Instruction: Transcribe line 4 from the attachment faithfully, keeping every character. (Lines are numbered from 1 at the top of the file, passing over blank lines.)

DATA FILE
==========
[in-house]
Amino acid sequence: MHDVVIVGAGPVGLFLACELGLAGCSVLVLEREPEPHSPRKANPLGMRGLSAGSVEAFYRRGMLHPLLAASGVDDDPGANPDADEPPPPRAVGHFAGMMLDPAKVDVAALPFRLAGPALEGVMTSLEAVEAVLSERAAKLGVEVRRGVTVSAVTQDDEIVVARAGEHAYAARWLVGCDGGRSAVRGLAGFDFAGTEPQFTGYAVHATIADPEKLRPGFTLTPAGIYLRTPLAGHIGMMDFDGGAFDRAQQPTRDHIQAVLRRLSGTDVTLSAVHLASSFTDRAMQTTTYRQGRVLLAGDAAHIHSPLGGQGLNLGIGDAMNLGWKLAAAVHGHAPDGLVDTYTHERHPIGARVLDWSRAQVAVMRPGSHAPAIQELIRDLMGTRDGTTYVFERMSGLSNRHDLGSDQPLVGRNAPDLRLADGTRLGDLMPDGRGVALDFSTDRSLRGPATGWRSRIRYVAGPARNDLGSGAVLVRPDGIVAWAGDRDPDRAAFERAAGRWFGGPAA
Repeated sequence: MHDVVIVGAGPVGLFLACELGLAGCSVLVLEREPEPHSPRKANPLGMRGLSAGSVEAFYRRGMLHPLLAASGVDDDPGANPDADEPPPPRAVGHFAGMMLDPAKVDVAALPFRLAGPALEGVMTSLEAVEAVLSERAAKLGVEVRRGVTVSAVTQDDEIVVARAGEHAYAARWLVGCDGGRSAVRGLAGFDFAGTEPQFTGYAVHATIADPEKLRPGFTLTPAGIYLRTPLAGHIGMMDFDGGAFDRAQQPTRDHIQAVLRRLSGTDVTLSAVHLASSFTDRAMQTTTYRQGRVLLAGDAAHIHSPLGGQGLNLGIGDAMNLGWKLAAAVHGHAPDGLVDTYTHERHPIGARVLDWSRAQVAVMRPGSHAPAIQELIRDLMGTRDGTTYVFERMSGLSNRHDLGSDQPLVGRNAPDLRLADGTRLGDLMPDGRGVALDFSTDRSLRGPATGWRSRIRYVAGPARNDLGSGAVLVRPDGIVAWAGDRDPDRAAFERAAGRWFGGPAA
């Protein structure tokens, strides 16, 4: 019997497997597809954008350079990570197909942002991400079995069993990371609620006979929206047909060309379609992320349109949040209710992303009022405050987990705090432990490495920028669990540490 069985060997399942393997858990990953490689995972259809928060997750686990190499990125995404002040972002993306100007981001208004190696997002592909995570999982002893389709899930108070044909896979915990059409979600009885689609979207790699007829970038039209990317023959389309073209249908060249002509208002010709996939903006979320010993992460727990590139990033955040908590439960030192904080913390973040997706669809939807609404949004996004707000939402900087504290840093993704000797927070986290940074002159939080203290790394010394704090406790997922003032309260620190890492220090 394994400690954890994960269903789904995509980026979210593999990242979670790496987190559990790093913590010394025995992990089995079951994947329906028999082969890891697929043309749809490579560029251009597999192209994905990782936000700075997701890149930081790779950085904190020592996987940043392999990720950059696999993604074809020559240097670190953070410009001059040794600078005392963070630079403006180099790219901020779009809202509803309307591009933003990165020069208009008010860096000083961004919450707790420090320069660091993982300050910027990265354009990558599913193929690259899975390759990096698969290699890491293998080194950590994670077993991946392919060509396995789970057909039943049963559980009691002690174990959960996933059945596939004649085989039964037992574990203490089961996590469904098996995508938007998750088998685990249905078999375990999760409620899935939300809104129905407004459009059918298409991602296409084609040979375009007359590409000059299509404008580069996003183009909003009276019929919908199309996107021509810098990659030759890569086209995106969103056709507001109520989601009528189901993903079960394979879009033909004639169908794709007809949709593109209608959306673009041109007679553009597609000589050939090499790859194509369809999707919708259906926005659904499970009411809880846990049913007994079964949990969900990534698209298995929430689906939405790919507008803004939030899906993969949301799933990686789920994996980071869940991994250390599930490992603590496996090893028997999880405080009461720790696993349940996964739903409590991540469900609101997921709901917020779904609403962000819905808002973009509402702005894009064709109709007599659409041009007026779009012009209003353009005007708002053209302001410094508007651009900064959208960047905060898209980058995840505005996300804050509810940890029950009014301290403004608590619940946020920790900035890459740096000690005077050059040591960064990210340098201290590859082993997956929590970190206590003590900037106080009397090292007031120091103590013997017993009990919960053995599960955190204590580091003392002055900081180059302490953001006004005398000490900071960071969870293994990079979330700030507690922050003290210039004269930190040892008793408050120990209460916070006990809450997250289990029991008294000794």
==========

């Protein structure tokens, strides 16, 4: 019997497997597809954008350079990570197909942002991400079995069993990371609620006979929206047909060309379609992320349109949040209710992303009022405050987990705090432990490495920028669990540490 069985060997399942393997858990990953490689995972259809928060997750686990190499990125995404002040972002993306100007981001208004190696997002592909995570999982002893389709899930108070044909896979915990059409979600009885689609979207790699007829970038039209990317023959389309073209249908060249002509208002010709996939903006979320010993992460727990590139990033955040908590439960030192904080913390973040997706669809939807609404949004996004707000939402900087504290840093993704000797927070986290940074002159939080203290790394010394704090406790997922003032309260620190890492220090 394994400690954890994960269903789904995509980026979210593999990242979670790496987190559990790093913590010394025995992990089995079951994947329906028999082969890891697929043309749809490579560029251009597999192209994905990782936000700075997701890149930081790779950085904190020592996987940043392999990720950059696999993604074809020559240097670190953070410009001059040794600078005392963070630079403006180099790219901020779009809202509803309307591009933003990165020069208009008010860096000083961004919450707790420090320069660091993982300050910027990265354009990558599913193929690259899975390759990096698969290699890491293998080194950590994670077993991946392919060509396995789970057909039943049963559980009691002690174990959960996933059945596939004649085989039964037992574990203490089961996590469904098996995508938007998750088998685990249905078999375990999760409620899935939300809104129905407004459009059918298409991602296409084609040979375009007359590409000059299509404008580069996003183009909003009276019929919908199309996107021509810098990659030759890569086209995106969103056709507001109520989601009528189901993903079960394979879009033909004639169908794709007809949709593109209608959306673009041109007679553009597609000589050939090499790859194509369809999707919708259906926005659904499970009411809880846990049913007994079964949990969900990534698209298995929430689906939405790919507008803004939030899906993969949301799933990686789920994996980071869940991994250390599930490992603590496996090893028997999880405080009461720790696993349940996964739903409590991540469900609101997921709901917020779904609403962000819905808002973009509402702005894009064709109709007599659409041009007026779009012009209003353009005007708002053209302001410094508007651009900064959208960047905060898209980058995840505005996300804050509810940890029950009014301290403004608590619940946020920790900035890459740096000690005077050059040591960064990210340098201290590859082993997956929590970190206590003590900037106080009397090292007031120091103590013997017993009990919960053995599960955190204590580091003392002055900081180059302490953001006004005398000490900071960071969870293994990079979330700030507690922050003290210039004269930190040892008793408050120990209460916070006990809450997250289990029991008294000794």